Mr Chandran highlighted that he is satisfied with the dividend that he receives from Ambika Cotton Mills Limited, just like minority shareholders and that he does not want to receive any special treatment different from other shareholders. Mr Chandran stresses upon living up to the faith reposed by minority shareholders in him.
I calculated that that the promoters of Ambika Cotton Mills Limited would receive about ₹4.28 cr. in the dividend in FY2016 for their 48.63% stake in the company. ₹4.28 cr. per annum seems sufficient for living a good lifestyle in India unless one plans to live very lavish life associated with private jets and parties at private islands.
I respect such managements, who respect the minority shareholders (Ambika Cotton Mills Limited) and don’t mind taking a financial hit to keep their words (Manappuram Finance Limited). I like to invest in the companies run by such managements and stay invested as their partner in the growth of the business over long periods.
C) Related Party Transactions
Related party transactions section is one of the essential parts of the annual report that every investor should analyse in detail for every company that she plans to study. This section discloses a summary of all the transaction/balances at year end for the dealings that the company made with promoters and their personal entities, joint ventures etc. during the year.
Related party transaction section is a goldmine of the information for assessment of any management. By studying each transaction in this section, an investor can conclude whether the promoters are benefiting from the company at the cost of minority shareholders.
Let’s analyse the related party transactions of a company:
Rexnord Electronics & Controls Limited
Rexnord Electronics & Controls Limited founded in 1988, is a Mumbai-based small-cap company with a market cap of about ₹45 cr. The company is a manufacturer of fans: AC Axial Fans, DC brushless fans, condenser cooling, evaporator, no frost, water cooler and gear motors.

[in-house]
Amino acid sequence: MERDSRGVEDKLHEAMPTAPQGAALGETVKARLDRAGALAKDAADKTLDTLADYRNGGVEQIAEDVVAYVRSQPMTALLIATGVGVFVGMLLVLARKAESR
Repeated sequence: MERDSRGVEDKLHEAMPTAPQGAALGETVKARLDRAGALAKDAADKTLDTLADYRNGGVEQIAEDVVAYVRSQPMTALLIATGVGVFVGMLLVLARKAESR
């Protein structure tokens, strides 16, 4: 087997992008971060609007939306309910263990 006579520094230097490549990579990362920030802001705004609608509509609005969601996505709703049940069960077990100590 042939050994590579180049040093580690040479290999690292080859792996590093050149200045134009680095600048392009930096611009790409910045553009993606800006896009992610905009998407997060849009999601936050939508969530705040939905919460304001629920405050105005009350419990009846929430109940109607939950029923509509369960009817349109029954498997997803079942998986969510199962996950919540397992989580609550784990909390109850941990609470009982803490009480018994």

I came to know about Rexnord Electronics & Controls Limited, when one of the readers of the website, Susheel Kapoor, asked me a query about his analysis of the company. You may read about Susheel’s analysis of Rexnord Electronics & Controls Limited and my inputs to his analysis in the following article:
While reading the annual report of Rexnord Electronics & Controls Limited for FY2015, an investor notices that the company has sought shareholder’s approval for an agreement, which the company has already entered into with M/s Excelum Enterprises. The agreement is for sale & purchase, payment of commission on sales including overseas sales and reimbursement of expenses to Excelum Enterprises.
Excelum Enterprises is owned by Mr Kunal Tanna, who is the husband of Ms Nanny Tanna. Ms Nanny Tanna is the daughter of founder promoter & chairman of Rexnord Electronics & Controls Limited, Mr Kishore Chand Talwar. Therefore, we notice that Rexnord Electronics & Controls Limited is entering into a transaction with the son-in-law of the founder promoter of the company.
When an investor analyses the annual report further, then she notices that until last year (FY2014), Mr Kunal Tanna was working at Rexnord Electronics & Controls Limited, as the Vice President – International Business. To an outside observer, the current arrangement of payment of commission on sales to Excelum Enterprises by Rexnord Electronics & Controls Limited seems like paying to Excelum for the skill that its proprietor (Mr Kunal Tanna) has learnt by working at Rexnord itself.